In the absence of American unity, we return to trust

There is at least one positive post-COVID development

By Lucian K. Truscott IV


Published April 2, 2024 9:00AM (EDT)

A man carries a mask as he walks along Roosevelt Avenue, which passes through the neighborhoods of Elmhurst, Corona and Jackson Heights, areas that witnessed some of the highest numbers of Covid-19 cases and deaths on May 11, 2023 in the Queens borough of New York City. (Spencer Platt/Getty Images)
A man carries a mask as he walks along Roosevelt Avenue, which passes through the neighborhoods of Elmhurst, Corona and Jackson Heights, areas that witnessed some of the highest numbers of Covid-19 cases and deaths on May 11, 2023 in the Queens borough of New York City. (Spencer Platt/Getty Images)

When was the last time you pulled the elastic bands of a KN-95 mask behind your ears and felt its effect on your lungs as you took your next breath? Can’t think of it? Neither can I. There was a spike in COVID, flu and respiratory syncytial virus (RSV) in the U.S. in early January, causing major hospital chains in some states to reimpose mask mandates on everyone entering, but the increase has subsided. The latest national statistics for COVID from the Centers for Disease Control (CDC) have the disease down across the board.  During the third week in March, emergency room visits for COVID were down 21 percent; hospitalizations down 14 percent; and deaths were off 16.7 percent.

But I had to look on Google to find those statistics because the latest COVID stats aren’t in the news you see every day. It’s tempting to say that the disease isn’t a factor in our lives anymore, but with 1.2 million of us dead from COVID, the effects of the disease on families linger. Children are being born who will never know their grandparents because the disease took them. Widows and widowers miss spouses who died during the height of the pandemic. Companies have closed in every state in the Union because lockdowns shut them down permanently. The restaurant industry is still in recovery four years later.

When I moved to this small town in Northeast Pennsylvania two years ago, I put on a mask whenever I entered the local Walgreens and Key Foods supermarket. A few other fellow citizens still wore masks inside public places, most of them my age or close to it, but the rest of the world had already moved on.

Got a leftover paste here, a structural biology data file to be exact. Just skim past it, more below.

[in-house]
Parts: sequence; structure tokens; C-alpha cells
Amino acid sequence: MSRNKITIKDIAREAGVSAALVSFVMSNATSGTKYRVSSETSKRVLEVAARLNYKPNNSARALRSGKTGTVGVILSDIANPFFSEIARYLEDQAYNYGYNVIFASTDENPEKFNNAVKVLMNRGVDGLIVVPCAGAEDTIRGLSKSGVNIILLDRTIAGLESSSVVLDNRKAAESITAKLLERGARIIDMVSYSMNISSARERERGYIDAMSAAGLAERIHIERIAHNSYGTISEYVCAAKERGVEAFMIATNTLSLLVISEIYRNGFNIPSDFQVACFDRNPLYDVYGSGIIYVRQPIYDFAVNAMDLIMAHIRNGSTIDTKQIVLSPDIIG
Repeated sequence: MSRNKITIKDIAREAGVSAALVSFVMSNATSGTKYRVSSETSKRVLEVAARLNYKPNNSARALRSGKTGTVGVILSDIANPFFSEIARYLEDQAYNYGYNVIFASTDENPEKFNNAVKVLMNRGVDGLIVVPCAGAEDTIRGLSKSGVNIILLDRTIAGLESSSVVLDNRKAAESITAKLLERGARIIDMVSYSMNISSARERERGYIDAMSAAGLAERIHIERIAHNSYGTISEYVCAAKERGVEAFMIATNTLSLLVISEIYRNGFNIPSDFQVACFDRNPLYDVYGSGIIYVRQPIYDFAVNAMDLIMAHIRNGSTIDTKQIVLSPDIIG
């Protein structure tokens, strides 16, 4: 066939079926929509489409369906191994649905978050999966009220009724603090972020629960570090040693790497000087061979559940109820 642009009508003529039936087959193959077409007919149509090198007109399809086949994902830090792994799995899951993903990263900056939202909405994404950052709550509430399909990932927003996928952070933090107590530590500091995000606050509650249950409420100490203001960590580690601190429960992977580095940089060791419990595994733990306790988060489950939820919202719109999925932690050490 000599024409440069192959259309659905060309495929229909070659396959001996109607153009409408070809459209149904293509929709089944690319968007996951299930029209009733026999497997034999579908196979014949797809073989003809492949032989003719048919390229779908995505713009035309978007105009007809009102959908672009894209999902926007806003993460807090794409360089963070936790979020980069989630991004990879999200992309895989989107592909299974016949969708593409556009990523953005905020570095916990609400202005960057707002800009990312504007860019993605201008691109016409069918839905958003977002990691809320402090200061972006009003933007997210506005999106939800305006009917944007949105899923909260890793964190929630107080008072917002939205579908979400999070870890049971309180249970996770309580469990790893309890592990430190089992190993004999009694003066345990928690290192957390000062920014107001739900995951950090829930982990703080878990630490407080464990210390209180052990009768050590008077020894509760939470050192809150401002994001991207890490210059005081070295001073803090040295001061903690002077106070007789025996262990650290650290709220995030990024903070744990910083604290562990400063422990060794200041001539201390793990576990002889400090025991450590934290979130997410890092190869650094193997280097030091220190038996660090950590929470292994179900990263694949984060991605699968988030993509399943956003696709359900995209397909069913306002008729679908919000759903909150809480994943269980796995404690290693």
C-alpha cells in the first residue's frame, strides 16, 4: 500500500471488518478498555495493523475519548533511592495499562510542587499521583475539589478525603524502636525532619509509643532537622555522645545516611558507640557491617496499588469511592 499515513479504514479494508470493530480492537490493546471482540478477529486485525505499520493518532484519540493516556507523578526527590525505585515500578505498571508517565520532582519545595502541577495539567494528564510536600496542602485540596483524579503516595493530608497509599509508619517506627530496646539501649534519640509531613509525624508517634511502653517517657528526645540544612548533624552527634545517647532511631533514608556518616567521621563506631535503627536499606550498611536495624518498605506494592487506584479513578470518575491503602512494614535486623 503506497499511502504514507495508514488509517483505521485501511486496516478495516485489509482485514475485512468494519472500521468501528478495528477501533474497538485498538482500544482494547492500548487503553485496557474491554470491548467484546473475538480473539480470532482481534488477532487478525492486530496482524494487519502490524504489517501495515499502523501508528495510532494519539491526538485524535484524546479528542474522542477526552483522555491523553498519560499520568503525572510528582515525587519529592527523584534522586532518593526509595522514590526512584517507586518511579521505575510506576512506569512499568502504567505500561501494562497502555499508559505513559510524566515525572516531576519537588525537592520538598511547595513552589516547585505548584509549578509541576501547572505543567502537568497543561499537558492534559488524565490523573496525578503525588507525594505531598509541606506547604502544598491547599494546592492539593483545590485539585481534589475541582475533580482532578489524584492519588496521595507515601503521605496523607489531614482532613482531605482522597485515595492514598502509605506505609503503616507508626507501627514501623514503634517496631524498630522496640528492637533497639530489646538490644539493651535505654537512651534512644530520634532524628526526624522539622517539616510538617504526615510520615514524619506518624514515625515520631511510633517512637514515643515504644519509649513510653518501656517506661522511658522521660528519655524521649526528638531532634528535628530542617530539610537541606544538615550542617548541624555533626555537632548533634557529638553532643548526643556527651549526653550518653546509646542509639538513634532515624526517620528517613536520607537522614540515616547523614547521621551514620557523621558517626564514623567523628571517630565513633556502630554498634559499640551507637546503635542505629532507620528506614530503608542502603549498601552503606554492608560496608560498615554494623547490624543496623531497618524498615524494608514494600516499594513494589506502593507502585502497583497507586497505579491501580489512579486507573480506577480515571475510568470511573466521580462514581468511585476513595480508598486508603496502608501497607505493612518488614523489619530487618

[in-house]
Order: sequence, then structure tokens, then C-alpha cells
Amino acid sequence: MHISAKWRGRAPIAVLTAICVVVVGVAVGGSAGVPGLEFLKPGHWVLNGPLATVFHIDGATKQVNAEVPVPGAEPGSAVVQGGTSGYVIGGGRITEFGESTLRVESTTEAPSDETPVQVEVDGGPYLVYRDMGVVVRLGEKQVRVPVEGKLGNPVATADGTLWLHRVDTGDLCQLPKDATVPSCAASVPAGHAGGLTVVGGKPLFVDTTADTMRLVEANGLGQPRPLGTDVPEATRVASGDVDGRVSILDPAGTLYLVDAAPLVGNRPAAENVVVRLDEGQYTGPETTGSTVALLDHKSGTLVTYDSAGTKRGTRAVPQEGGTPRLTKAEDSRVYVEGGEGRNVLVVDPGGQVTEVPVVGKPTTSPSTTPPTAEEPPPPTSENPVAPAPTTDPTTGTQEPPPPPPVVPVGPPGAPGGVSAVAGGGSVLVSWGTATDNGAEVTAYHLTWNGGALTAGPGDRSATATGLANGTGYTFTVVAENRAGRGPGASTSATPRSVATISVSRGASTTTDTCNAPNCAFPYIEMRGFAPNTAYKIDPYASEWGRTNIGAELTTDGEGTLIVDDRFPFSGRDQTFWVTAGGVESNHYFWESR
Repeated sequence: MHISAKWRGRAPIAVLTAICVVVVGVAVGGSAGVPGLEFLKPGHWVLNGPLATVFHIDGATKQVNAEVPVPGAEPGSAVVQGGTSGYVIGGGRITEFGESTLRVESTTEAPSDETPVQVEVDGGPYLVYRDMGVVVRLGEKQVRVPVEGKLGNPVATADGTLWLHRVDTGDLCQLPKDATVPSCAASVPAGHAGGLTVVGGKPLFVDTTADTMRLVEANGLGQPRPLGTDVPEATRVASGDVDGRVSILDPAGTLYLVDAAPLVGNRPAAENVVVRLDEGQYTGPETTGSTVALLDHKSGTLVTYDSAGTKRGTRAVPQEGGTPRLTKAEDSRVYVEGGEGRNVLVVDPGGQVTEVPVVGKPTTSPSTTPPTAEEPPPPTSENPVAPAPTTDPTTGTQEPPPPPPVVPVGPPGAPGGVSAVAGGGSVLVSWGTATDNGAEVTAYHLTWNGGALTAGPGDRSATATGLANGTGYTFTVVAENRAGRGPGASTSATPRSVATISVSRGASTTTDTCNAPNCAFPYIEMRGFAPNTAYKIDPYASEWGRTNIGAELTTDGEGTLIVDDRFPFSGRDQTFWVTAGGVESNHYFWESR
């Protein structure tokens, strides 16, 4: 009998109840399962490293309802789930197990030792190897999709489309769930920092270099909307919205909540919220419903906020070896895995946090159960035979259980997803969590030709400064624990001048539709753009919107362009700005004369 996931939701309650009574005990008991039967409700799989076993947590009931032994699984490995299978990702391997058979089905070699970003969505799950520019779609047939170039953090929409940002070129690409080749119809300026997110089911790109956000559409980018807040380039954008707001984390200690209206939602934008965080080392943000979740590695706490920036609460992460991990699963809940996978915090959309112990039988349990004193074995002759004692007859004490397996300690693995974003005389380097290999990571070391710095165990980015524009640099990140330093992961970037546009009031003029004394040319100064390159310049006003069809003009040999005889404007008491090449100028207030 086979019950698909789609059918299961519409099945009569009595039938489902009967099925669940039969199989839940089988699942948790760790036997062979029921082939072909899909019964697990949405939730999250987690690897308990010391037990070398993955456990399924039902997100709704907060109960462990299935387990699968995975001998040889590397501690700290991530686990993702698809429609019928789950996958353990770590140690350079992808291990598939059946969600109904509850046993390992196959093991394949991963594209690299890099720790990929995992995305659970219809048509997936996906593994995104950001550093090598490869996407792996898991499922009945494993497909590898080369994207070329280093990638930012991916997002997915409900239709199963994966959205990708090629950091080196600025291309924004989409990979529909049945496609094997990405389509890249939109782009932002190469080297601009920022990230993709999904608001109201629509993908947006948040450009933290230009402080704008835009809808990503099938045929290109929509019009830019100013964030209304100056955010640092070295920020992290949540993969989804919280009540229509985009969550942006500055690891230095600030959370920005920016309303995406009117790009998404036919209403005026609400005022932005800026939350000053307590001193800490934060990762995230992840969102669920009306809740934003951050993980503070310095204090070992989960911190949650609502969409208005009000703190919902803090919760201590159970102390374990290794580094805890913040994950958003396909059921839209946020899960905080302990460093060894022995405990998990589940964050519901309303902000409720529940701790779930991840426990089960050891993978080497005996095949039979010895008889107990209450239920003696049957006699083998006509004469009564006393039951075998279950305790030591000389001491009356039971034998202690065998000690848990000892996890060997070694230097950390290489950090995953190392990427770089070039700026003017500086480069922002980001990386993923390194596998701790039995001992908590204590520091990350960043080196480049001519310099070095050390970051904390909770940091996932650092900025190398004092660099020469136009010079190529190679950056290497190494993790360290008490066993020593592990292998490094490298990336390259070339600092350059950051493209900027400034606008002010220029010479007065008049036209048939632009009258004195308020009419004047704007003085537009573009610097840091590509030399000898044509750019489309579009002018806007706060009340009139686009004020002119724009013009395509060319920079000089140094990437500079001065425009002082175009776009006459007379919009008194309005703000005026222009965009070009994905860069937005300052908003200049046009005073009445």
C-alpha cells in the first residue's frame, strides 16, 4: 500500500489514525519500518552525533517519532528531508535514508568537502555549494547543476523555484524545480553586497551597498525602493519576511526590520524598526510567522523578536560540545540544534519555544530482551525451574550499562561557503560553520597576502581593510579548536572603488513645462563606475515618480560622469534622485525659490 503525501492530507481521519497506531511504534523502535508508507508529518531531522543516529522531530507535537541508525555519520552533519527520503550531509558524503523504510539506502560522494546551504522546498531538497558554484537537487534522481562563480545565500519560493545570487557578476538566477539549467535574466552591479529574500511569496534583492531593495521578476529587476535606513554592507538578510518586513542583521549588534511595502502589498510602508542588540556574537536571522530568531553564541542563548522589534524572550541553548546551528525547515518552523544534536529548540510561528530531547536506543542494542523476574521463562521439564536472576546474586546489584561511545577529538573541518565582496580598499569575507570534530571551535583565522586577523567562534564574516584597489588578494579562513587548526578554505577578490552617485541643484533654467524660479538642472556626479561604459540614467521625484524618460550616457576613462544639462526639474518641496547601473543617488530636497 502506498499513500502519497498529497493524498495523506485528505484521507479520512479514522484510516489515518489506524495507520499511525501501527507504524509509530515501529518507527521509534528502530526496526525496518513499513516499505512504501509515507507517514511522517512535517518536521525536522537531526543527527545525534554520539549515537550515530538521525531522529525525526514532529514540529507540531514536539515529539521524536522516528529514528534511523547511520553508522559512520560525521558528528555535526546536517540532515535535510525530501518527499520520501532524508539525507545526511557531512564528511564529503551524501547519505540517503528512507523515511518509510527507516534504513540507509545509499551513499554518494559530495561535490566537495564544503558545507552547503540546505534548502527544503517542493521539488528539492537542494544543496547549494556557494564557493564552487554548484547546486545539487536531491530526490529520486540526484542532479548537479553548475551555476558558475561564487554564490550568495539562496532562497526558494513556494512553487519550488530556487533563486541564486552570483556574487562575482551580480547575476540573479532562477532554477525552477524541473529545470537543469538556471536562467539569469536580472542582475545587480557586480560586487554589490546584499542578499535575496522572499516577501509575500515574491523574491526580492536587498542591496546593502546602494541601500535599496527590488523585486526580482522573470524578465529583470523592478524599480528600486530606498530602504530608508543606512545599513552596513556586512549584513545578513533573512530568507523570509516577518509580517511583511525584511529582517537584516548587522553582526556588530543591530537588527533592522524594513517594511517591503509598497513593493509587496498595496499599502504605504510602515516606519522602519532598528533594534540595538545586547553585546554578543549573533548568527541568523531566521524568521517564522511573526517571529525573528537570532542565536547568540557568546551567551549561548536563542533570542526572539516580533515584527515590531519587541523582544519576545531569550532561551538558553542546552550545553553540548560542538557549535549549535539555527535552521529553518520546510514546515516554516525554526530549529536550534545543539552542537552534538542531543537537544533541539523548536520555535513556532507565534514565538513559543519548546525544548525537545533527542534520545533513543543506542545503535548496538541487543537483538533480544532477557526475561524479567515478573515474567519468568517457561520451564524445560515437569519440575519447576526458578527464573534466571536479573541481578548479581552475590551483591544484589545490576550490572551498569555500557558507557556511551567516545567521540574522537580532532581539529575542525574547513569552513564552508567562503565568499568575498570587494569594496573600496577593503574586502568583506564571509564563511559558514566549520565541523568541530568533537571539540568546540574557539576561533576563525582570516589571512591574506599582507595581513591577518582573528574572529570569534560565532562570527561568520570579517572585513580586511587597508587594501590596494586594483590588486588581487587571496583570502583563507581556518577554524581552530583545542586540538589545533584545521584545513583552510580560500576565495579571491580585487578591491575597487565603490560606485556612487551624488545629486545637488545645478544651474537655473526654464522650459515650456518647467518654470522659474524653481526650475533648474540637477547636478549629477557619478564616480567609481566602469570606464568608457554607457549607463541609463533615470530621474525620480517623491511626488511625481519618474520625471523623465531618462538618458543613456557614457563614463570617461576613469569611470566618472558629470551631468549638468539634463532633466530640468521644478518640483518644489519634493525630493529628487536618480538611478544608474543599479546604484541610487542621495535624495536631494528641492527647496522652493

I gave up masking sometime in the winter of 2022-2023. Both my wife and I had gotten the booster that came out in the fall of 2022, but I don’t remember thinking about it when I stopped putting on a mask. When it got cold enough to get out my heavy duty down jacket in December of last winter, I was surprised when I reached in my pockets for my gloves to pull out a KN-95 mask from the winter before. Had it really been that long since I’d even laid eyes on one?

It had. And as I recently pushed a cart through the new Market 32 supermarket in search of luxuriously large Honeycrisp apples, I asked myself why I wasn’t wearing a mask, and neither were any of the people around me, including employees who had contact with customers all day long. 

Without even thinking about it, we have come to trust each other.  

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I don’t know how many of my fellow customers in the supermarket that day were vaccinated – CDC statistics tell me the vaccination rate for this county is 67 percent overall, with more than 80 percent for those over 65 – but when I had to look it up on the CDC website, I realized the number didn’t matter. The trust between us is deeper than vaccination statistics.  We are, without thinking about it, trusting one another to deal with disease responsibly and to stay home if we’re sick, reducing transmission of COVID in public places so the rest of us can shop without having to worry about it.